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An escapee from a concentration camp, Movita (Marie Durand), is rescued
by Wilfrid Lawson (Kristan) at the lighthouse where he works just off
the German mainland. He is German but isn't as patriotic as he is
fixated on this woman who has turned up at his lighthouse and who
resembles his wife who apparently drowned several years ago. At the
same time a British spy, Michael Rennie (Anthony), fools Wilfrid into
thinking that he is his co-worker who he is expecting to come and work
with him. Rennie is really biding his time before he can make his
getaway to England on an expected passing ship. Can Rennie make his
getaway before he is revealed as an impostor and can Movita escape her
German captors and more importantly, the desires of the complete madman
that is Wilfrid Lawson......?
There is an interesting premise to this film as it is set on an island with a lighthouse. It gives 100% credence to the notion that lighthouse keepers are complete freaks. Wilfrid Lawson is excellent as an oddball lighthouse keeper with a hook for a hand who is afraid of no-one, rude to everyone and definitely very scary to live with. Check out what he keeps in his basement! At the end of the film, he just goes to another planet called planet INSANE and you really don't want to be there with him, especially if you are female. Whilst the story is entertaining, I thought that there could have been a better way of signifying who the Germans were. Still, it is a different story and I'll be keeping it to watch again.
*** This review may contain spoilers ***
This excellent wartime thriller is a film that benefits from a low
budget for once. The setting for the film is a lighthouse in Germany,
and most of the running time takes place within the claustrophobic
confines of the building. It's an essential three-hander about a
maladjusted old lighthouse keeper who has been spending too many years
by himself, and two other characters who join him and both have their
own hidden motivations: single-named actress Movita, recently escaped
from a concentration camp and desperate to evade the authorities, and
undercover spy Michael Rennie.
It's a great setup and thankfully TOWER OF TERROR is a film that doesn't disappoint. The short running time flies past with plenty of different sub-plots, each of which turns out to bear relevance to the main storyline. I love spy and resistance films set in occupied Europe during WW2 because they're inherently tense and suspenseful and this film is no exception. However, it's also a towering portrait of psychological angst and disturbance, similar in ways to the classic Bluebeard story.
The quality acting really enhances the story. Movita makes the most of her role and is far more than your usual damsel in distress. Rennie is young, agile, and likable as the spy you don't want to see get caught. Best of all is Wilfrid Lawson as the lighthouse keeper; initially he's presented as an underdog hero character before his true personality comes to the fore, and it's an excellent reveal. Even George Woodbridge appears, playing an Nazi and looking much more youthful than in his later Hammer roles. TOWER OF TERROR is an excellent little film that thriller fans are sure to love.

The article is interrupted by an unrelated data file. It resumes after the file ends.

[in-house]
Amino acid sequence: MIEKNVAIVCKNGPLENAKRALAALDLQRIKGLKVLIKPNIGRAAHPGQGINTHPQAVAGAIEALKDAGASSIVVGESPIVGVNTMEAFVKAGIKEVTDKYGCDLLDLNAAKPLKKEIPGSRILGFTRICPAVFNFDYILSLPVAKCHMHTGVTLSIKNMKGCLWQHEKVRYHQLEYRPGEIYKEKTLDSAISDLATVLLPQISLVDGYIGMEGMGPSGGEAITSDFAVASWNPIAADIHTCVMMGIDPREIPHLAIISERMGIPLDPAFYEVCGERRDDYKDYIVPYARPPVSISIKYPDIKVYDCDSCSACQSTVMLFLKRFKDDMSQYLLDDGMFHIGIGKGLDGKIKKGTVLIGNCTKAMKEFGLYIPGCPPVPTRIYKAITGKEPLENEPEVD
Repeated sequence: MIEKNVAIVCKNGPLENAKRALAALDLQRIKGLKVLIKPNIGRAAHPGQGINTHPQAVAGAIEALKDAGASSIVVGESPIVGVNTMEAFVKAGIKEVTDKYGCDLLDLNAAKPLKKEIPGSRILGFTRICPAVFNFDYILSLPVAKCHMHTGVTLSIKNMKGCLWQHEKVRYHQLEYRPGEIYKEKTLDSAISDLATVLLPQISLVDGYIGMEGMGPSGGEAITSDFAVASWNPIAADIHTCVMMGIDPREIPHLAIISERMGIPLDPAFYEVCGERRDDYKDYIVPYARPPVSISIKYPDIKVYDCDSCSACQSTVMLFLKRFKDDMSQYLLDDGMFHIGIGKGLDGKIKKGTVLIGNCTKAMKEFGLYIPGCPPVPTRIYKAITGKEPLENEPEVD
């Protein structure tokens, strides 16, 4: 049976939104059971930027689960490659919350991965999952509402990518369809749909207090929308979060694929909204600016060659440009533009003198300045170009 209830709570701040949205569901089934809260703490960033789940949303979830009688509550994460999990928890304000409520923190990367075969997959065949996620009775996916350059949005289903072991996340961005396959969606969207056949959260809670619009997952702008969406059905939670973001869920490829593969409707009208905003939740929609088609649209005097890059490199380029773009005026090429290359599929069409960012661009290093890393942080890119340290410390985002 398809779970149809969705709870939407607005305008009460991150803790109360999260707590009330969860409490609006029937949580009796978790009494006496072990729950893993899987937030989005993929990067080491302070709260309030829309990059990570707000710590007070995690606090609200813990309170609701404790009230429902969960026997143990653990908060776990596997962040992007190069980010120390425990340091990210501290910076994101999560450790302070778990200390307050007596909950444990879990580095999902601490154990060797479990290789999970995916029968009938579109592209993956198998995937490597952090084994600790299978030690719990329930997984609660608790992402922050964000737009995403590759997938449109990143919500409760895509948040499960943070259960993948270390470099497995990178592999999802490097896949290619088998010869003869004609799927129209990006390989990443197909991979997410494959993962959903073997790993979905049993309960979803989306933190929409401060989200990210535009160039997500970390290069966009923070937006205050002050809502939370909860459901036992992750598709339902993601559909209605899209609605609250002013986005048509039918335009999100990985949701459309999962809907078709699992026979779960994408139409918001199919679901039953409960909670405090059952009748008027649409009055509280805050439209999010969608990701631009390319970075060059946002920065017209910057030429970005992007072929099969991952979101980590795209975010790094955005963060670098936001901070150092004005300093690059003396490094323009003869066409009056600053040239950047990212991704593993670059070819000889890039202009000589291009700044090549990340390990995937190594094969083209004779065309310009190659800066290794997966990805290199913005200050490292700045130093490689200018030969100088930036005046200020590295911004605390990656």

In the days when this was made there were no thoughts of the days when this film would be shown on TV.As a result some of the scenes ,shot in almost pitch darkness cannot be viewed.Even when i turned the room lights off i couldn't see what was happening.Lawson plays an insane lighthouse keeper!Nothing like typecasting is there.He has a hook instead of a right hand.As the film progresses as he becomes as mad as a march hare.Michael Rennie opposite him gives a good impression of an oak tree.Rennie is a British agent trying to escape from Germany.Lawson believes that Movita is the reincarnation of his late wife who is buried at the bottom of the lighthouse/The plot is silly but watching Lawson go mad is always an enjoyable experience.watch out for the lorry being driven on the left hand side of the road in wartime Germany.
Two great popular British eccentrics of the '30s of stage & screen were
Ernest Thesiger & Wilfrid Lawson who was also a passable baritone. In
British wartime second feature, a suspenseful espionage thriller set in a
remote lighthouse off the Dutch coast commanded by Lawson with a fearsome
hook for a right hand, a young saboteur(Movita) is rescued from the sea
having thrown herself in following a pursuit by some Gestapo officers.
Rescued by Michael Rennie an undercover British agent taken on as Lawson's
assistant she soon falls prey to the latter's growing obsession because of
her close resemblance to his dead wife buried at the bottom of the tower.
There ensues a gripping cat-and-mouse situation with Rennie desperately
plotting their escape before Lawson, his suspicions growing with his
to recreate his wife in Movita virtually a prisoner, kills him following
one lucky escape. After a hand to hand struggle,Rennie becomes trapped in
one of the rooms while the now totally nutty Lawson drags his prisoner
to where his wife's remains are buried and frantically unearths her
Meanwhile a warship alerted by a signal from Rennie has successfully found
the tower and opens fire....
A few years earlier, in his first Hollywood film noir, Peter Lorre had a
similar problem with Frances Drake and a pair of someone else's
Satwalker99 Kent UK
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